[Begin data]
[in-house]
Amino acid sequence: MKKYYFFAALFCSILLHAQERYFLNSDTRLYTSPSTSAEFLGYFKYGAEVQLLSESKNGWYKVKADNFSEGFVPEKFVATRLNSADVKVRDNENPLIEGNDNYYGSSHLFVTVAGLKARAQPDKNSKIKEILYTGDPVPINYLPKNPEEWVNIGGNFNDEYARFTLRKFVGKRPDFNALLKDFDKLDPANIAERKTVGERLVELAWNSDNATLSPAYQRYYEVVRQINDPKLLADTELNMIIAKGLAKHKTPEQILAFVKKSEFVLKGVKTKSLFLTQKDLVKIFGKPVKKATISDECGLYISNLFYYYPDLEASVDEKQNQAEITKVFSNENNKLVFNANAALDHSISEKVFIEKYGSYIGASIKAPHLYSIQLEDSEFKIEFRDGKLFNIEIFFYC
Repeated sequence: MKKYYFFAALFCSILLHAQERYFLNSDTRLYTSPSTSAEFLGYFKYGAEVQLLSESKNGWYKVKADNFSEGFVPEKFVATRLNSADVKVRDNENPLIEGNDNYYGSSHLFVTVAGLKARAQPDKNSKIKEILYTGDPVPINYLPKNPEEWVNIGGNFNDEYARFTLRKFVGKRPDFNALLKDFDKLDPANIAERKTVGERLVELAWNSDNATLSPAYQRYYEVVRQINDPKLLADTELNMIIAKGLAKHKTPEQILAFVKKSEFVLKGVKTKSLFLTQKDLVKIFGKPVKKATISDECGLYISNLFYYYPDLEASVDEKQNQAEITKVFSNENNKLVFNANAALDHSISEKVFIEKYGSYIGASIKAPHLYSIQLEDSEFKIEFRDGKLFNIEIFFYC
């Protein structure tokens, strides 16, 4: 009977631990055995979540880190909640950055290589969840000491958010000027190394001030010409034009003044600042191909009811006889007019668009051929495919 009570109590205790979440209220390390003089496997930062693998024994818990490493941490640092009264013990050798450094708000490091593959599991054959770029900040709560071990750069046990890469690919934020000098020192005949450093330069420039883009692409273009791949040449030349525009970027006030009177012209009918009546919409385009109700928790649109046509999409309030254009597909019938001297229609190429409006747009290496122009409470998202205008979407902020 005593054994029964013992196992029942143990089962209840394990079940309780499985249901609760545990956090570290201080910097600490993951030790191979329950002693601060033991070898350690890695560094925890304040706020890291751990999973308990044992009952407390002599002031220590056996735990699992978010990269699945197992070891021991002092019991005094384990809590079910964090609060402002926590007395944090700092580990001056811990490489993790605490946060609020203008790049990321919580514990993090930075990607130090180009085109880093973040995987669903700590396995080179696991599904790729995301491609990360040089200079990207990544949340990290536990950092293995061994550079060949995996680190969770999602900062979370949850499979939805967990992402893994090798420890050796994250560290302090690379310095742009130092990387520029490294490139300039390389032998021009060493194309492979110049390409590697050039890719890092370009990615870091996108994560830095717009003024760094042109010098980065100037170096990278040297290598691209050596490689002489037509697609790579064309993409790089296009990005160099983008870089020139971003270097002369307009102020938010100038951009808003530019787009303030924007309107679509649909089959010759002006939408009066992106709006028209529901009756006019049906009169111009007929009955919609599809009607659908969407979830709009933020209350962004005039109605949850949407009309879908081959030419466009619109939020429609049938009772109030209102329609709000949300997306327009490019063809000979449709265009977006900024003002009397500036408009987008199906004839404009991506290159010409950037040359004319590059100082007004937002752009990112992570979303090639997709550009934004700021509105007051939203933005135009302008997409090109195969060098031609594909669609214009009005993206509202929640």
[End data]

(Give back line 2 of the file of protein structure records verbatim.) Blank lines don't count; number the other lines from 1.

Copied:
Amino acid sequence: MKKYYFFAALFCSILLHAQERYFLNSDTRLYTSPSTSAEFLGYFKYGAEVQLLSESKNGWYKVKADNFSEGFVPEKFVATRLNSADVKVRDNENPLIEGNDNYYGSSHLFVTVAGLKARAQPDKNSKIKEILYTGDPVPINYLPKNPEEWVNIGGNFNDEYARFTLRKFVGKRPDFNALLKDFDKLDPANIAERKTVGERLVELAWNSDNATLSPAYQRYYEVVRQINDPKLLADTELNMIIAKGLAKHKTPEQILAFVKKSEFVLKGVKTKSLFLTQKDLVKIFGKPVKKATISDECGLYISNLFYYYPDLEASVDEKQNQAEITKVFSNENNKLVFNANAALDHSISEKVFIEKYGSYIGASIKAPHLYSIQLEDSEFKIEFRDGKLFNIEIFFYC